Shembo evolves into pass-rushing force
Andrew Gastelum | Thursday, October 25, 2012
Before Notre Dame home games, spectators usually see the intimidating sight of junior linebacker Prince Shembo running the sidelines with a key tool to the defense’s success.
“We brought a sledgehammer out and it symbolizes toughness, that’s what it is,” Shembo said. “It bends a lot of things, smashes stuff around like nails and stuff. That’s what we do. It might have been coach [Bob Diaco’s] idea.
“If it comes [to Oklahoma], I’m going to grab it.”
Since moving from the drop linebacker position in pass coverage to the strong-side rusher this season, Shembo has been a destructive force in the Irish front seven with two sacks and three tackles for a loss.
“I just worked hard in the offseason,” he said. “The coaches have improved my skill set so I’m trying to be a better overall player. Just studying more film is where it all starts. This is my third year, so obviously fundamentals and learning my opponent [is key]. Just being a student of the game and working on the little things. That’s where it really happens.”
Irish coach Brian Kelly said the reason the coaching staff moved Shembo to the drop linebacker was to make sure the defense had its top talent on the field as much as possible.
“It was definitely to get our best players on the field at the time,” Kelly said. “And, as you know, we were developing some younger players at the position. Prince obviously plays much better when we can shorten the field and he can get after the quarterback […] It’s just a more natural fit for him being at the cat position.”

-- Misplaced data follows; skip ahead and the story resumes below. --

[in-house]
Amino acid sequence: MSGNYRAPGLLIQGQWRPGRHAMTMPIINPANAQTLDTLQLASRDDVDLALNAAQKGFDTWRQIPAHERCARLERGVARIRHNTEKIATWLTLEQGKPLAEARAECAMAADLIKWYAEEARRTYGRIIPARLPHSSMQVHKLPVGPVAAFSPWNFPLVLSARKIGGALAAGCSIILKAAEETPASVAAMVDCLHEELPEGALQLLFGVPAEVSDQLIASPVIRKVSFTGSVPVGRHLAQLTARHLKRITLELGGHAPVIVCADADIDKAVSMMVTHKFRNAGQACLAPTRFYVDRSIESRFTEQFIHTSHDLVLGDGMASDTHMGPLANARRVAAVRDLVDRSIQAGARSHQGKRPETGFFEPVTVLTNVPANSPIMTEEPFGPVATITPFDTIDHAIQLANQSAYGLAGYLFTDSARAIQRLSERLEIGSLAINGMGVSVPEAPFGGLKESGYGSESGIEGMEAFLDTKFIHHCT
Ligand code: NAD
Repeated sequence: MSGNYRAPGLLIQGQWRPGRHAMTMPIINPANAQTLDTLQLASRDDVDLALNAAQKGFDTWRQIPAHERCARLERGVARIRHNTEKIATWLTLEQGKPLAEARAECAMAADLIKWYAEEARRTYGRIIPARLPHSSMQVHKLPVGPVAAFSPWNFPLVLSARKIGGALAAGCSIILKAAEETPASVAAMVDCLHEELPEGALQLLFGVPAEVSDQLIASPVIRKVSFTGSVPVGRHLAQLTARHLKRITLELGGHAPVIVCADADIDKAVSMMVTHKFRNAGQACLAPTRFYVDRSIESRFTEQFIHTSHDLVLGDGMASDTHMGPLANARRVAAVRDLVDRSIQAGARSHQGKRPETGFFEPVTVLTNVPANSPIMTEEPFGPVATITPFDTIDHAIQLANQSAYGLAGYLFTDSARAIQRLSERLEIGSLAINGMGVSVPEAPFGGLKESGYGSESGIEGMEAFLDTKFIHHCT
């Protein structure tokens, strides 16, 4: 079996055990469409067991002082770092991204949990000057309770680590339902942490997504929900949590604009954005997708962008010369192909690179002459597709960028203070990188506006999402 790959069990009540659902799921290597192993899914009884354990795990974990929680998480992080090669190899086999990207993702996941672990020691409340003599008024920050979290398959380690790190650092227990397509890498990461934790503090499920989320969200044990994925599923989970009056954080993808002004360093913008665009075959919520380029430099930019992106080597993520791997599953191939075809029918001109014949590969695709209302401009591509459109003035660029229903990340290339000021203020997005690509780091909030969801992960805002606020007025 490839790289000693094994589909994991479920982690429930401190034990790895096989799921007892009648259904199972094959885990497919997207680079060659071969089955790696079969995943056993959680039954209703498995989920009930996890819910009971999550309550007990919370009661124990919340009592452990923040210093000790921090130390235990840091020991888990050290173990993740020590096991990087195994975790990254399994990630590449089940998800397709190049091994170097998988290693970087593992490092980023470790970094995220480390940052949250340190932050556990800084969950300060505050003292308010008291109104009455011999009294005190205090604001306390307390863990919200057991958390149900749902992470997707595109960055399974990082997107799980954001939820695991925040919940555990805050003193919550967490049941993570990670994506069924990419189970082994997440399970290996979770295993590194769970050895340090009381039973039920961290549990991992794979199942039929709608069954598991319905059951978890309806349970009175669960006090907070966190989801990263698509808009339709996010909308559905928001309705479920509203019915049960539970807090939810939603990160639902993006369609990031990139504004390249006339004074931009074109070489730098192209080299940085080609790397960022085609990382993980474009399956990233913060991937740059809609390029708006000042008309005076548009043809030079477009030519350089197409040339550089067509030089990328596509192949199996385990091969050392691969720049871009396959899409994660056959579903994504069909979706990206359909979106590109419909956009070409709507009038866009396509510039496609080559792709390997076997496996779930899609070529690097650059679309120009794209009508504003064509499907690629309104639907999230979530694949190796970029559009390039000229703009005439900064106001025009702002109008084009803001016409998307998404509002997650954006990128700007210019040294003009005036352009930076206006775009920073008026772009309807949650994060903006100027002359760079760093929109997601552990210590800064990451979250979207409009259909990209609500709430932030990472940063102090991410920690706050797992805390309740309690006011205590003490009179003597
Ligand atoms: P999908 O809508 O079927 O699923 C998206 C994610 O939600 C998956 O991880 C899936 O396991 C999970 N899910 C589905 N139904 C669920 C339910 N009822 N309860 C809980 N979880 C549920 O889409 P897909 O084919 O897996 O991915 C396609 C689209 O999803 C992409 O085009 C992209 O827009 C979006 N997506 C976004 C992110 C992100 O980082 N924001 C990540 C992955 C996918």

The Charlotte, N.C., native leads the Irish with eight quarterback hurries, a crucial asset when going up against one of college football’s most prolific passers in Oklahoma senior quarterback Landry Jones.
In his last road game on Sept. 15, the Irish upset then-No. 10 Michigan State by the score of 20-3 behind Shembo’s career-high nine tackles – eight coming in the first half alone. Heading into the biggest road game of the season, the third-year linebacker said he is looking forward to the challenge.
“To be honest, I like road games. I like away games,” Shembo said. “I like when people come and they have stuff to say and everyone is against us. I like that feeling, so I think it will be a great atmosphere [Saturday].”
“It’s the same mentality. We are never going to change for any game. Whatever the challenge is, we are going to be the same and be ourselves. We are like a bunch of little kids. We like to have fun and run around.”
Shembo sets the edge for the nation’s second-ranked scoring defense that gives up only 9.43 points per game and has yet to give up a rushing touchdown this season, drawing the praise of coaches and teammates alike.
“Prince has done a tremendous job in not only just setting the edge but being a player and being a weapon out there,” senior linebacker Manti Te’o said. “If you look at him, Prince is not that big, compared to the guys he’s going up against, but when you watch the tape, that little 6-foot-1 dude is folding 6-foot-8, 300-pound linemen. So I’m happy to be on the same side as Prince Shembo.”
Contact Andrew Gastelum at firstname.lastname@example.org